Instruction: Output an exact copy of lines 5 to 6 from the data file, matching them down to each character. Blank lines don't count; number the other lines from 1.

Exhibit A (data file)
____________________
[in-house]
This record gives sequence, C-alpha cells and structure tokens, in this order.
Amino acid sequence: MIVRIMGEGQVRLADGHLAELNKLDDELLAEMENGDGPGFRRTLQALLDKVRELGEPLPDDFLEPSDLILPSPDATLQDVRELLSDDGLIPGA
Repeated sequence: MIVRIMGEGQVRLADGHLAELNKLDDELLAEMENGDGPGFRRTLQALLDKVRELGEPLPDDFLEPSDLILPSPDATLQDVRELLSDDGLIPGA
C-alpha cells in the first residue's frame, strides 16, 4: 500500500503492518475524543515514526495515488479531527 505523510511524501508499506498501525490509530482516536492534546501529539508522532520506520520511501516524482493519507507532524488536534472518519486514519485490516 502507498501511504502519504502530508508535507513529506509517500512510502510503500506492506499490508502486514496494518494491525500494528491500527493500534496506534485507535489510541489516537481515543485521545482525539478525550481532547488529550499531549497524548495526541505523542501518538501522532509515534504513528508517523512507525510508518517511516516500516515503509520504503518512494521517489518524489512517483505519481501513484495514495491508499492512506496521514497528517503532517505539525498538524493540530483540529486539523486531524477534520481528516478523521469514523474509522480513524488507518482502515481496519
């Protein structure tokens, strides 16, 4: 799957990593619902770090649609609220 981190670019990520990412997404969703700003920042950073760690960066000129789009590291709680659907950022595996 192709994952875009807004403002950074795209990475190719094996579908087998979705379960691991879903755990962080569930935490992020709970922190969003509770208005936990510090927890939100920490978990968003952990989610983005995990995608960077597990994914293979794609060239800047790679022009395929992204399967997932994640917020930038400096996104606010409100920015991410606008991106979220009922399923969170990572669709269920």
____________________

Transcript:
C-alpha cells in the first residue's frame, strides 16, 4: 500500500503492518475524543515514526495515488479531527 505523510511524501508499506498501525490509530482516536492534546501529539508522532520506520520511501516524482493519507507532524488536534472518519486514519485490516 502507498501511504502519504502530508508535507513529506509517500512510502510503500506492506499490508502486514496494518494491525500494528491500527493500534496506534485507535489510541489516537481515543485521545482525539478525550481532547488529550499531549497524548495526541505523542501518538501522532509515534504513528508517523512507525510508518517511516516500516515503509520504503518512494521517489518524489512517483505519481501513484495514495491508499492512506496521514497528517503532517505539525498538524493540530483540529486539523486531524477534520481528516478523521469514523474509522480513524488507518482502515481496519
């Protein structure tokens, strides 16, 4: 799957990593619902770090649609609220 981190670019990520990412997404969703700003920042950073760690960066000129789009590291709680659907950022595996 192709994952875009807004403002950074795209990475190719094996579908087998979705379960691991879903755990962080569930935490992020709970922190969003509770208005936990510090927890939100920490978990968003952990989610983005995990995608960077597990994914293979794609060239800047790679022009395929992204399967997932994640917020930038400096996104606010409100920015991410606008991106979220009922399923969170990572669709269920």